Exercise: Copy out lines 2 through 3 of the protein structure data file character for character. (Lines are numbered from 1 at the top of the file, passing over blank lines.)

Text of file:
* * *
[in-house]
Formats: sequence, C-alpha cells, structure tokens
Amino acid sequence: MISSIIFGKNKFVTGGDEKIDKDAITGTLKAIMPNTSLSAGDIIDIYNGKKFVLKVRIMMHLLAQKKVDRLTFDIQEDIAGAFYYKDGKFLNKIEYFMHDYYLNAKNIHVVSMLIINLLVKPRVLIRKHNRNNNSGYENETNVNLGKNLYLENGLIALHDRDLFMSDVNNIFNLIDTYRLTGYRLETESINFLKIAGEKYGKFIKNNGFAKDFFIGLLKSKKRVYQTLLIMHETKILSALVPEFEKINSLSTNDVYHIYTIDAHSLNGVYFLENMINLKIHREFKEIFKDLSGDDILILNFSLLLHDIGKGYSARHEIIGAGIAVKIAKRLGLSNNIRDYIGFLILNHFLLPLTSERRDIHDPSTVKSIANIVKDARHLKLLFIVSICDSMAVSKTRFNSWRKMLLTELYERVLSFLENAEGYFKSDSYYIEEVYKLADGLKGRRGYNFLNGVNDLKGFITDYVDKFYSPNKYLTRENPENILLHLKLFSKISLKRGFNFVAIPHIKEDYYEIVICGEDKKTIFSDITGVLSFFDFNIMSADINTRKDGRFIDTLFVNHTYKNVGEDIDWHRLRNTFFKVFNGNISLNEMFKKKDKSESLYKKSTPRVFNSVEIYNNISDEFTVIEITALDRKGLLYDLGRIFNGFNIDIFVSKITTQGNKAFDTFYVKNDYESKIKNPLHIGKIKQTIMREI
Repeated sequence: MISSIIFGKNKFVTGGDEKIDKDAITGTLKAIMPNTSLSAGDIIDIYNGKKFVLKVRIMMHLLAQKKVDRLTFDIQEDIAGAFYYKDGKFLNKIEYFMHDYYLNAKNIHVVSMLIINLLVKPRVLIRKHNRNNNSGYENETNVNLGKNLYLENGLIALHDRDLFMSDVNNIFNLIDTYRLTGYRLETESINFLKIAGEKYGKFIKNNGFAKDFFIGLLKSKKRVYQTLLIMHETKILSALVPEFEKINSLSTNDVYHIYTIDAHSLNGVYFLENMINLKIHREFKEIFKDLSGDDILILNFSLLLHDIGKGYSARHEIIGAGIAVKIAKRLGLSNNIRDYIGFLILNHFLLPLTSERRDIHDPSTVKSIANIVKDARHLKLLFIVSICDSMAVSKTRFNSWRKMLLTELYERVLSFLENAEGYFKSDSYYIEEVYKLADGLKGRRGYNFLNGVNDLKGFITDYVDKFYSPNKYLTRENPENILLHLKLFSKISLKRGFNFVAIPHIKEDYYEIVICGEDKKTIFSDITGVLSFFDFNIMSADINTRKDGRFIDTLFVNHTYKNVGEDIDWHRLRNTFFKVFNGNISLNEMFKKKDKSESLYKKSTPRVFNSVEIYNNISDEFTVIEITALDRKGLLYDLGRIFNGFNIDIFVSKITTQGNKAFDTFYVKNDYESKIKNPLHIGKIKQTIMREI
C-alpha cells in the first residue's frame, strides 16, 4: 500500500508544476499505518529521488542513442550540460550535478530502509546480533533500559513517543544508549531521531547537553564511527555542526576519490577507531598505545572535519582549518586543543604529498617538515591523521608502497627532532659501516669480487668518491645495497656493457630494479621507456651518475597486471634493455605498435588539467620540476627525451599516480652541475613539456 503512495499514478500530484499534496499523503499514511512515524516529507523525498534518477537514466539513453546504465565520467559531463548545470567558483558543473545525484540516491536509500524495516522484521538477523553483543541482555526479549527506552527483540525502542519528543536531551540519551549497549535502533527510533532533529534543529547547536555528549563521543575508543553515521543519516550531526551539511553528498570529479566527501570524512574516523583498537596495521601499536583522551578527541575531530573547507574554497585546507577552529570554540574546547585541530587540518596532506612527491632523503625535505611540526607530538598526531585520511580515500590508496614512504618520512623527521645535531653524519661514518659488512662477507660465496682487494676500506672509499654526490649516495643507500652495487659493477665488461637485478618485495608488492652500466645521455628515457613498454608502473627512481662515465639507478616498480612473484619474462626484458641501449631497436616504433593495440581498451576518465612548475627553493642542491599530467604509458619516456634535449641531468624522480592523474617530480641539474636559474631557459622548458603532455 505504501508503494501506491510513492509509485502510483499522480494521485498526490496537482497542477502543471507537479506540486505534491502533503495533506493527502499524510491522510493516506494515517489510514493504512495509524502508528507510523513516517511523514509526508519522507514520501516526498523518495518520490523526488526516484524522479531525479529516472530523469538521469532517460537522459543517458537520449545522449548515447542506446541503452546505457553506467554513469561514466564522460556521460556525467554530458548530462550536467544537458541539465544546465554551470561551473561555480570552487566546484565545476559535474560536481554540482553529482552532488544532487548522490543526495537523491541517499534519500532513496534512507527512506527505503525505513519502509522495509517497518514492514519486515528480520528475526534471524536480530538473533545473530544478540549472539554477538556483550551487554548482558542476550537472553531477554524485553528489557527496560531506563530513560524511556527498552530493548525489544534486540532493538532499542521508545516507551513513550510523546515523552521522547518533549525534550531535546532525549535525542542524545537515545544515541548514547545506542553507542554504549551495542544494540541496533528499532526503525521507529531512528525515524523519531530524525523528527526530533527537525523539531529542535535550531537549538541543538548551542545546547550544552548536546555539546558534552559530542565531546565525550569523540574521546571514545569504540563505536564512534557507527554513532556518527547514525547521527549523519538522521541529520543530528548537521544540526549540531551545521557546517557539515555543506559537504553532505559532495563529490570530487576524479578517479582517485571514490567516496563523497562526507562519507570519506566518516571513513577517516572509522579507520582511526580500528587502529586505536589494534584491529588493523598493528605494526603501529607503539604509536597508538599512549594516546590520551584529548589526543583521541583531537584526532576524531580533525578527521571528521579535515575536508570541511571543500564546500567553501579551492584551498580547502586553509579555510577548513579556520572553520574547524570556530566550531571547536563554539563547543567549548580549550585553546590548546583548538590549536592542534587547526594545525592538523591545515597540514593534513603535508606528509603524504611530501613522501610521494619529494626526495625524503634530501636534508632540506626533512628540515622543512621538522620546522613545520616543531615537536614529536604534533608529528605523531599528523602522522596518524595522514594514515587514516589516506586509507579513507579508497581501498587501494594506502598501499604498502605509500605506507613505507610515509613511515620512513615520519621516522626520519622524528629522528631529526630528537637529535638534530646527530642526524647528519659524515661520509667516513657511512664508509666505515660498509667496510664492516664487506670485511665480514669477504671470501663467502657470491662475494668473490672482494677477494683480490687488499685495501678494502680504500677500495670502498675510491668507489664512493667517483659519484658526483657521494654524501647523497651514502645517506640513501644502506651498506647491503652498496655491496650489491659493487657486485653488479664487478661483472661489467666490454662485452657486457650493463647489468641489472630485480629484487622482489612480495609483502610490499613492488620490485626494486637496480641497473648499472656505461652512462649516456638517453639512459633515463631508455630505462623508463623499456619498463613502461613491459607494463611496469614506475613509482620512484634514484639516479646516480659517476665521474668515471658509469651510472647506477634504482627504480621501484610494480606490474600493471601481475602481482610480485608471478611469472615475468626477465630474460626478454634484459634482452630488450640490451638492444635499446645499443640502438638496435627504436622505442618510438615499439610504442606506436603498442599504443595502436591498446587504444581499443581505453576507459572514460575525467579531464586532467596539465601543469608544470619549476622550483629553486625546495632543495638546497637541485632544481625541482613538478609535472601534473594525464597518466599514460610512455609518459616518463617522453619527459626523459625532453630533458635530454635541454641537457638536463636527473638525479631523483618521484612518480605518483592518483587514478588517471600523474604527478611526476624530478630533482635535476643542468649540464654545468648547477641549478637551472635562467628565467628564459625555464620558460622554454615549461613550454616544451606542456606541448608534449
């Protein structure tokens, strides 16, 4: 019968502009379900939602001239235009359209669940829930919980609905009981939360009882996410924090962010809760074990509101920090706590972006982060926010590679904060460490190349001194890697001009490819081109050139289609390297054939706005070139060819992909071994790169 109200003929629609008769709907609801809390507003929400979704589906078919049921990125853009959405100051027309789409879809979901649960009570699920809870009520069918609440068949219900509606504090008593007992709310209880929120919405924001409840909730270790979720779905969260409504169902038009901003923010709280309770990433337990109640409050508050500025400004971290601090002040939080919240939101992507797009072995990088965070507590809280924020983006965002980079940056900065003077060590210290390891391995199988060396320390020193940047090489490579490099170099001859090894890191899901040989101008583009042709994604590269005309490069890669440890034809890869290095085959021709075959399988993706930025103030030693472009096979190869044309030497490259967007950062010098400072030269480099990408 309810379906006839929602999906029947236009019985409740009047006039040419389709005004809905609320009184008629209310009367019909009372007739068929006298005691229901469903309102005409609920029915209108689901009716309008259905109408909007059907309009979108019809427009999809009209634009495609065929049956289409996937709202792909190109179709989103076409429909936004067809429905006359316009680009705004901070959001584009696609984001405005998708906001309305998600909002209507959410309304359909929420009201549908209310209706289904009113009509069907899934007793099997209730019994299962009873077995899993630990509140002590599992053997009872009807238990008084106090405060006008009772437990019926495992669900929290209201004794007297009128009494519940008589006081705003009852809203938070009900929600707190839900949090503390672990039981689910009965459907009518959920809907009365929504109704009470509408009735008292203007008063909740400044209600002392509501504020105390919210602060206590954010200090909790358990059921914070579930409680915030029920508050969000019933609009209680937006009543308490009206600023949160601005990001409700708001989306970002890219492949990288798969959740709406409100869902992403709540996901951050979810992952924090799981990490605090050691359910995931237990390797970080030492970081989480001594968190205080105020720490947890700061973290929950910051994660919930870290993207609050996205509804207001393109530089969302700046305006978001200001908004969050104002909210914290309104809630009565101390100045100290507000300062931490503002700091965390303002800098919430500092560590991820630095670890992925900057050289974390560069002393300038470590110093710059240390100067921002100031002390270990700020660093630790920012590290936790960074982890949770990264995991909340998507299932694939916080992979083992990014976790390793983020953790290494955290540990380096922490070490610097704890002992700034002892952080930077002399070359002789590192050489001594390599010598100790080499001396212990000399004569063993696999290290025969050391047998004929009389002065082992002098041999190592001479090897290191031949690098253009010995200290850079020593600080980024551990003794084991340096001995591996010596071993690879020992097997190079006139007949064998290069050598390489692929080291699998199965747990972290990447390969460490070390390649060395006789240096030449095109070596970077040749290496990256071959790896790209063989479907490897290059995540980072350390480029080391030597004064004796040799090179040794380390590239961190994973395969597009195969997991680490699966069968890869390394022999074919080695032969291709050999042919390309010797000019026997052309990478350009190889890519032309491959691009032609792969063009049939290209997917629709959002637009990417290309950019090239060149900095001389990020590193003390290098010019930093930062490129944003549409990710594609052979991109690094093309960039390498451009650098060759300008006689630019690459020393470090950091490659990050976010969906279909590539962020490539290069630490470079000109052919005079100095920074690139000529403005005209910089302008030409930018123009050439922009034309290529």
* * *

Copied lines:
Formats: sequence, C-alpha cells, structure tokens
Amino acid sequence: MISSIIFGKNKFVTGGDEKIDKDAITGTLKAIMPNTSLSAGDIIDIYNGKKFVLKVRIMMHLLAQKKVDRLTFDIQEDIAGAFYYKDGKFLNKIEYFMHDYYLNAKNIHVVSMLIINLLVKPRVLIRKHNRNNNSGYENETNVNLGKNLYLENGLIALHDRDLFMSDVNNIFNLIDTYRLTGYRLETESINFLKIAGEKYGKFIKNNGFAKDFFIGLLKSKKRVYQTLLIMHETKILSALVPEFEKINSLSTNDVYHIYTIDAHSLNGVYFLENMINLKIHREFKEIFKDLSGDDILILNFSLLLHDIGKGYSARHEIIGAGIAVKIAKRLGLSNNIRDYIGFLILNHFLLPLTSERRDIHDPSTVKSIANIVKDARHLKLLFIVSICDSMAVSKTRFNSWRKMLLTELYERVLSFLENAEGYFKSDSYYIEEVYKLADGLKGRRGYNFLNGVNDLKGFITDYVDKFYSPNKYLTRENPENILLHLKLFSKISLKRGFNFVAIPHIKEDYYEIVICGEDKKTIFSDITGVLSFFDFNIMSADINTRKDGRFIDTLFVNHTYKNVGEDIDWHRLRNTFFKVFNGNISLNEMFKKKDKSESLYKKSTPRVFNSVEIYNNISDEFTVIEITALDRKGLLYDLGRIFNGFNIDIFVSKITTQGNKAFDTFYVKNDYESKIKNPLHIGKIKQTIMREI